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In our opinion: A pandemic doesn’t keep world religious leaders from leading

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Maya Bennett, 10, Edward Castro Bennett, Silvia Castro, Luna Thomas, 6, and Gavin Bennett, 15, watch the Sunday morning session of the 190th Annual General Conference of The Church of Jesus Christ of Latter-day Saints in their Murray home on Sunday, April 5, 2020.

Ivy Ceballo, Deseret News

For the second consecutive gathering, the general conference of The Church of Jesus Christ of Latter-day Saints is being delivered exclusively through broadcast technology. The 21,000-seat Conference Center continues to sit silent. The Salt Lake Temple and grounds surrounding Temple Square are undergoing a multiyear retrofit and renovation. Yet, the historic 190th semiannual conference is being sent to the faith’s 16 million members around the world. 

President Russell M. Nelson continues to follow a passage of the faith’s canonized scripture, Doctrine and Covenants 84:62: “Therefore, go ye into all the world; and unto whatsoever place ye cannot go ye shall send, that the testimony may go from you into all the world.” 

Since the outbreak of the coronavirus, technology has been creatively deployed to send critical messages and bring people together in meaningful ways. This isn’t new. The Church of Jesus Christ has been sending where they could not go from the beginning.

In a recent interview, Elder M. Russell Ballard, acting president of the Quorum of the Twelve Apostles for the church, sat down and discussed how the church has sent its people and message to the world over the decades. In the beginning years of the church, the word was sent on horseback and then by buggy. “Then things start to move along,” he said. “Henry Ford decides he can figure out how to make an engine and put some wheels on it. And they call it a car … And now we’ve become international.”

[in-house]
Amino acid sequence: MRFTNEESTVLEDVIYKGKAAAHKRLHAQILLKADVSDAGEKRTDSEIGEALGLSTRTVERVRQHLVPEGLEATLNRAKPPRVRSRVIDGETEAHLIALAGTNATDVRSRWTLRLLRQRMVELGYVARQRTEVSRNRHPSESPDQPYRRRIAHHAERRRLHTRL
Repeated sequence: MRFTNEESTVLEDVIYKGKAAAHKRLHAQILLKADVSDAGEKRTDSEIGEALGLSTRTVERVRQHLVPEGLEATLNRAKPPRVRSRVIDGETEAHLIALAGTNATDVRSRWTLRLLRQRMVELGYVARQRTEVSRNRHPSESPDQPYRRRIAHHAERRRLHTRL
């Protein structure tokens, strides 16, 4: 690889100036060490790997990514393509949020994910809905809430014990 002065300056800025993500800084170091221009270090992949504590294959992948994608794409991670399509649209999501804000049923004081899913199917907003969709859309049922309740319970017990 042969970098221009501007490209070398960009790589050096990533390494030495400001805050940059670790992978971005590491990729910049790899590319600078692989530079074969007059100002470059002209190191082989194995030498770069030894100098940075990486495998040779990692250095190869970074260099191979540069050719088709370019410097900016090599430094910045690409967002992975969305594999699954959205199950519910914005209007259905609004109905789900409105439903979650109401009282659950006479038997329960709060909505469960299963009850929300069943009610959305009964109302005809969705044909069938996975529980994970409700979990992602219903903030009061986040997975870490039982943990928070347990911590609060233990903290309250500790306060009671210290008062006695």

There is an interesting parallel between technological advances and the growth of the Church of Jesus Christ. Early church Apostle Orson Pratt spoke to a group in 1873, a full three years before Alexander Graham Bell filed his patent on the telephone, and remarked that, although in 1873 any man-made sound couldn’t extend or be heard more than moderate distance away, the future would allow the church to send its message so that it “will be heard by all people, nations, kindreds and tongues in the four quarters of our globe.” Pratt continued, “I do not know that the sound will be so much louder than some we have heard, but it will be carried by some miraculous power so that all people will hear it.”

President Ballard applied the advancements to the challenges of 2020: “Now we’re in a pandemic, and we can’t move about. So what do we do? We go up, (in the administration building) and we sit down, and we’re in the room in Cusco, Peru … and I hold a priesthood leadership training meeting, we meet with the sisters, we meet with the missionaries, and we don’t leave the building.”

President Ballard concluded, “The Lord’s been pretty good to us to help us keep our arms around his kingdom by giving us technology almost in parallel for the needs and the growth of the church.”

Sermons and messages sent by means of technology, instead of in person, still include the invitation to come together in good will, faith, fasting and prayer.

For the past two years the faith has pointed its members toward a more home-centered, church-supported approach to following Jesus Christ. This general conference will also be a home-centered global gathering.

An interesting byproduct of unity through the application of sending is that the entire membership of The Church of Jesus Christ of Latter-day Saints will experience this weekend’s general conference in precisely the same way. 

Global challenges are likely to continue while technology continues to evolve and progress. The Church of Jesus Christ of Latter-day Saints, headquartered in Salt Lake City, will continue to send where it cannot go.